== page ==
Acritas has released a new report which indicates that American women holding in-house chief legal roles can expect to earn the same as their male colleagues. It is a different story globally, however, with the findings showing that men are earning 26 per cent more than their women peers on the international stage.
The report considered remuneration for chief legal roles and how the pay figure differed depending on industry, country, size of business and legal spend.
Acritas CEO Lisa Hart Shepherd said that although the global trend identified in the report was to be expected, the US market was to be commended for leading by example. She added that in law, a profession supposed to be dedicated to principles such as fairness and equality, the 26 per cent pay gap was unacceptable.
“The difference in salary levels globally is perhaps not surprising, given the same issue exists in many other industries,” Ms Hart Shepherd said.
“However, for a profession which is based on ensuring fairness and equal treatment, any gulf in reward levels seems disappointing.”
“Our results show the US legal sector is offering compensation parity. That must give much-needed hope to their peers in countries still lagging behind in terms of gender equality.”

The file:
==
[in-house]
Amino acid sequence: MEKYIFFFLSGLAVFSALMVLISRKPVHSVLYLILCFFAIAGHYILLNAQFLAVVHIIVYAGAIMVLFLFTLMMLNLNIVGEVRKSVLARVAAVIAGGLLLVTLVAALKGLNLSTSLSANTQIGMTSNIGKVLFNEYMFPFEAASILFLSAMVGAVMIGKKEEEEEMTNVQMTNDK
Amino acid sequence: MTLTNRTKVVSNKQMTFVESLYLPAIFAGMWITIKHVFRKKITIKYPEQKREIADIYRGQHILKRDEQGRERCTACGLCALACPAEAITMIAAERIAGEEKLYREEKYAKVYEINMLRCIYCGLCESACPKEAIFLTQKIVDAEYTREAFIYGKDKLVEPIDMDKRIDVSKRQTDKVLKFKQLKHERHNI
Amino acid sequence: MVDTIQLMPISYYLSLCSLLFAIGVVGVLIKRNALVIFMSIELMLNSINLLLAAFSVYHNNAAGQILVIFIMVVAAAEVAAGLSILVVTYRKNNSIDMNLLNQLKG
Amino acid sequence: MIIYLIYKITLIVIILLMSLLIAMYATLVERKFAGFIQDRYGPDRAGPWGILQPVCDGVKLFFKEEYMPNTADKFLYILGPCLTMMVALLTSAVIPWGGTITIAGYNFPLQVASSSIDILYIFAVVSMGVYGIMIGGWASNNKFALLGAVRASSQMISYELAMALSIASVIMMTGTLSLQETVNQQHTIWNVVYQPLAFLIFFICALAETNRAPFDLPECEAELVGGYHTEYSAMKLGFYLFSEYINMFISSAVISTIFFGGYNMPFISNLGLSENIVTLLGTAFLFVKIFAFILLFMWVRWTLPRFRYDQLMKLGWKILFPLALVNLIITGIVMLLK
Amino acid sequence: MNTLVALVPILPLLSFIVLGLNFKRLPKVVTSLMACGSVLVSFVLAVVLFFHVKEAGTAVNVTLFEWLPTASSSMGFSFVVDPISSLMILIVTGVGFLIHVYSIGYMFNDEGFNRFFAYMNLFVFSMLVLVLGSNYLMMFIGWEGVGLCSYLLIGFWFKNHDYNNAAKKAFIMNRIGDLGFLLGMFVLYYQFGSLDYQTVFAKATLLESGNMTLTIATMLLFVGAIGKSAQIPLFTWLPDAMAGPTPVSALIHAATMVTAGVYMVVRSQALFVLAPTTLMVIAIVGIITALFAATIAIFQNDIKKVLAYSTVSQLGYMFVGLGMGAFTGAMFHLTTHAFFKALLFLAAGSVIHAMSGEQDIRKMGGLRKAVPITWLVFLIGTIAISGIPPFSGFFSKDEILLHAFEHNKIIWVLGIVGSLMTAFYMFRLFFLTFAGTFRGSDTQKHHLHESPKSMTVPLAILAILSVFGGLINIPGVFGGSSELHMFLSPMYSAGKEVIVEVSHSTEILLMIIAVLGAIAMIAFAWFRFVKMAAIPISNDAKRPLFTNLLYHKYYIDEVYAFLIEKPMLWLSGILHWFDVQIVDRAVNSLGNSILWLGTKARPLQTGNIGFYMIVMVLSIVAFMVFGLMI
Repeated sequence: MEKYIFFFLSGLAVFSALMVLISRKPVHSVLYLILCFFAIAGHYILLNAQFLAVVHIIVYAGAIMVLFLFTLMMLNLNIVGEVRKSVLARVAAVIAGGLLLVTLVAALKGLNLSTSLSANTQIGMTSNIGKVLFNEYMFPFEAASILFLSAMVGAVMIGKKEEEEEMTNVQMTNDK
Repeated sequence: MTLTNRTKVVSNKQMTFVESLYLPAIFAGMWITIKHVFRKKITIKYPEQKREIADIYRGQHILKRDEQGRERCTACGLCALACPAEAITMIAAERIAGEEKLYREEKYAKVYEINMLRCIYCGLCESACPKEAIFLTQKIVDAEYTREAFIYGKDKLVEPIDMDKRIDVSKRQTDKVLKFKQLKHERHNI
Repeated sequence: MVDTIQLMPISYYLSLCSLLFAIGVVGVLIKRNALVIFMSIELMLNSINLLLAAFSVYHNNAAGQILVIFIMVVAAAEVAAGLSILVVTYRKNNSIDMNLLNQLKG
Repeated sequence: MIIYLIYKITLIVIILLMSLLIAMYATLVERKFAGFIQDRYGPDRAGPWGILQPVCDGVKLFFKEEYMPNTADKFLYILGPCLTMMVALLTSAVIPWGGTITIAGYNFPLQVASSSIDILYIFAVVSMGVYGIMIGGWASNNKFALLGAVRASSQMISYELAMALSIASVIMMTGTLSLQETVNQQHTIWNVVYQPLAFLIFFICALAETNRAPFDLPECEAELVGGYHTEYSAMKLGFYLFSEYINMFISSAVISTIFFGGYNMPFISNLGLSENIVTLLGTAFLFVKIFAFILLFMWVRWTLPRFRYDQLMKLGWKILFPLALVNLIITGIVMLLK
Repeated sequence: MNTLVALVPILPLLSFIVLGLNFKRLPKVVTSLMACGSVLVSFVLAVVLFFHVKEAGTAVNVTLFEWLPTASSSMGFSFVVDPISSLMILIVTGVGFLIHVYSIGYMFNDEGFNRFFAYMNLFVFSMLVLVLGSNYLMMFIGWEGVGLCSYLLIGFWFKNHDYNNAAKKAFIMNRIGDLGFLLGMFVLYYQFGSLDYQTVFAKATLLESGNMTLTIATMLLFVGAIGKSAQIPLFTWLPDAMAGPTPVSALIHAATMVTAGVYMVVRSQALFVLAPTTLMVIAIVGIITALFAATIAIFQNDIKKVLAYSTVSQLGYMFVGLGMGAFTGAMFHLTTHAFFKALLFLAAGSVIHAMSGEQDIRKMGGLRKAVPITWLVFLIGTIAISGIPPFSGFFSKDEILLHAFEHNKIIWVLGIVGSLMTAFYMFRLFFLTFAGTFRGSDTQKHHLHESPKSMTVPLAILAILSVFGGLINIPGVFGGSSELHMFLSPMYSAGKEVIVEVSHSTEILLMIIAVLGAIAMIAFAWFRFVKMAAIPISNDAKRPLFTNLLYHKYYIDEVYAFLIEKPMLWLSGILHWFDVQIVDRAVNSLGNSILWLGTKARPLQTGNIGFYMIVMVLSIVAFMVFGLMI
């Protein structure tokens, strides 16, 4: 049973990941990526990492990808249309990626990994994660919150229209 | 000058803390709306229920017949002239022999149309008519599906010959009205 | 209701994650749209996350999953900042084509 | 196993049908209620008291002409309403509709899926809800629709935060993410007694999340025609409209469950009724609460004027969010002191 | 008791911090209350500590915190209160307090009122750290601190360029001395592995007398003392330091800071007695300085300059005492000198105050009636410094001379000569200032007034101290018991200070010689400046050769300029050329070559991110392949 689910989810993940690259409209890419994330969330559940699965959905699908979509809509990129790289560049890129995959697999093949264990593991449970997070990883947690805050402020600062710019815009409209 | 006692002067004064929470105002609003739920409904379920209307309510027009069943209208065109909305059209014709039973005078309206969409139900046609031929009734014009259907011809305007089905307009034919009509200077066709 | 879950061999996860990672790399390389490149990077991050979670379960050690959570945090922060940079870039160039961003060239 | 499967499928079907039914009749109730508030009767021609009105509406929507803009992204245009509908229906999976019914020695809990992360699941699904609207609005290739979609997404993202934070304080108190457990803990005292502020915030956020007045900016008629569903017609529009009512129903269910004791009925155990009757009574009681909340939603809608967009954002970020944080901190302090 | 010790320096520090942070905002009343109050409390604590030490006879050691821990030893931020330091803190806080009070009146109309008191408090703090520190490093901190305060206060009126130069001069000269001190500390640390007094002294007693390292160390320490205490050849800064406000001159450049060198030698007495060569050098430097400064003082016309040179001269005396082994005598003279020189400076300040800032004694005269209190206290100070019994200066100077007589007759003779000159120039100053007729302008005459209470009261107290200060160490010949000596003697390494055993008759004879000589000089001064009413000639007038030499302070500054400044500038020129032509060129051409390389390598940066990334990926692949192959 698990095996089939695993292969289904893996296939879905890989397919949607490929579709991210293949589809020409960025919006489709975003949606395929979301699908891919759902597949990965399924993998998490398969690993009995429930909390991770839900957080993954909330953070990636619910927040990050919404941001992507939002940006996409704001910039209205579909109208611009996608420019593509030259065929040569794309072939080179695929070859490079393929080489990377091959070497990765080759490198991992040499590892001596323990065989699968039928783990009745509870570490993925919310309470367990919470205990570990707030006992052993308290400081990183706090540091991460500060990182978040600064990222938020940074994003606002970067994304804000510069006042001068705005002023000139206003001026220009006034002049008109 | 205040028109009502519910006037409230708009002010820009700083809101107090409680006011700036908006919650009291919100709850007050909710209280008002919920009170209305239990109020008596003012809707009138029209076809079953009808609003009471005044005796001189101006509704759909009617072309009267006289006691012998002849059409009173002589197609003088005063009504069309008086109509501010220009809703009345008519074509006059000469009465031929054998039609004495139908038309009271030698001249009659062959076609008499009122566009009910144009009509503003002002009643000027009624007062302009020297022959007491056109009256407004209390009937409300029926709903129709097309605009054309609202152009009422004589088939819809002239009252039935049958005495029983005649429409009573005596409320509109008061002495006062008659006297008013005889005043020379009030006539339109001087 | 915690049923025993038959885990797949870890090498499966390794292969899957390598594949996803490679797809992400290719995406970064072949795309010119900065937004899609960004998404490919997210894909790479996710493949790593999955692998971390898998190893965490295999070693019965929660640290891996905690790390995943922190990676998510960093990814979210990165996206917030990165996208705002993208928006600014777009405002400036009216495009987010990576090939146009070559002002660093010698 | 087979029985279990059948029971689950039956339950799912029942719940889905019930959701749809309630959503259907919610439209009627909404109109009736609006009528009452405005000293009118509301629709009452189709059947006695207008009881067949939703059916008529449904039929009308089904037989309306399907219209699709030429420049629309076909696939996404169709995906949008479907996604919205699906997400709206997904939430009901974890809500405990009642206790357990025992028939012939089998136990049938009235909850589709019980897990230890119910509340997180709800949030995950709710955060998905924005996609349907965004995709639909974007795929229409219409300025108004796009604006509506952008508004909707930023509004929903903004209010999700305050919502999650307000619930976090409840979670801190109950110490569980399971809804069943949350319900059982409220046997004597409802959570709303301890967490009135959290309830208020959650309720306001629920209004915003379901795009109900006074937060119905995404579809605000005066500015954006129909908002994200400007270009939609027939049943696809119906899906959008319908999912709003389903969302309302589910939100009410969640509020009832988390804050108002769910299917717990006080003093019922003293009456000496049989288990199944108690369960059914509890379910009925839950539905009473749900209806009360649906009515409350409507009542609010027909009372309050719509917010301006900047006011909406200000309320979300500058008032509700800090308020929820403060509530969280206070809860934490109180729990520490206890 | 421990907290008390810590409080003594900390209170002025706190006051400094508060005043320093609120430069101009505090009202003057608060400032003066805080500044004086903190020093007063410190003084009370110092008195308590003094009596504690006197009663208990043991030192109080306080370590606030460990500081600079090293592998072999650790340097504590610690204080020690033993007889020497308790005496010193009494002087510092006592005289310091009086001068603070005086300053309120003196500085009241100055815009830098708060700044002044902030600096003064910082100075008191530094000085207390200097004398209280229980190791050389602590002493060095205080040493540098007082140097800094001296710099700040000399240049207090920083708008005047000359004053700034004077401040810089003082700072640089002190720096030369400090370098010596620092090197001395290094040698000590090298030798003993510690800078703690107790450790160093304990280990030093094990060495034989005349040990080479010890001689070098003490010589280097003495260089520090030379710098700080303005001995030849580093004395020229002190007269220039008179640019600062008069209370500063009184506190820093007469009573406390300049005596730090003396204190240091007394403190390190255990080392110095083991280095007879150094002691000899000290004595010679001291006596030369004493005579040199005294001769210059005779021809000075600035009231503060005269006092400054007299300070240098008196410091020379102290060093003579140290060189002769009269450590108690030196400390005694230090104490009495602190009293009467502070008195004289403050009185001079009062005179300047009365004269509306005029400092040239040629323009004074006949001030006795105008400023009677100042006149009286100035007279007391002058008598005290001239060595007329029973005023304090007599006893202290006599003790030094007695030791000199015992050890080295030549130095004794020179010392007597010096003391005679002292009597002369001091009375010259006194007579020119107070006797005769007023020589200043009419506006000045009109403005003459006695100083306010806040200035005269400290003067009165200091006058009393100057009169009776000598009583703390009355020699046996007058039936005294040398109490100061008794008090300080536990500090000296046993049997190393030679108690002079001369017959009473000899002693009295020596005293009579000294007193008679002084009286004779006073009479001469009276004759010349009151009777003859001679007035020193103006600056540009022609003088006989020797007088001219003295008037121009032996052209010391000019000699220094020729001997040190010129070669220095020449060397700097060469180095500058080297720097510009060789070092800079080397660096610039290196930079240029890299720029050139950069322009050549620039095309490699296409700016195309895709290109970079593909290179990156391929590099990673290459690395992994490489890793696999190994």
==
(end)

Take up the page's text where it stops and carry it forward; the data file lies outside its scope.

The Acritas findings were based on interviews of over 2,000 senior legal buyers from international organisations and with a revenue of $1 billion-plus. The report also compared income differences according to age and gender.
The Sharplegal data was considered alongside an Acritas database of 900 standout private practice lawyers to compare the remuneration of chief legal roles with that of partners in law firms.
Ms Hart Shepherd added that the new report findings are consistent with other similar studies that show in-house counsel are earning considerably less than their counterparts in private practice.
“Even taking into account the fact that Acritas Stars are likely to be above-average earners within their firms, the difference is striking across all regions and demographic breaks,” she said.
The report went on to note that compared against other industries, law is no exception when it comes to equal pay between men and women.
“As in so many occupations, it seems women are being short-changed at the top of corporate legal departments,” Acritas said of the global trend for in-house counsel.
“Women are under-represented in the highest paid, over-50s age group and in some higher paying sectors such as Pharmaceuticals and Energy, while being over-represented in other industries offering below-average remuneration such as Technology, Media and Telecommunications and the public sector.”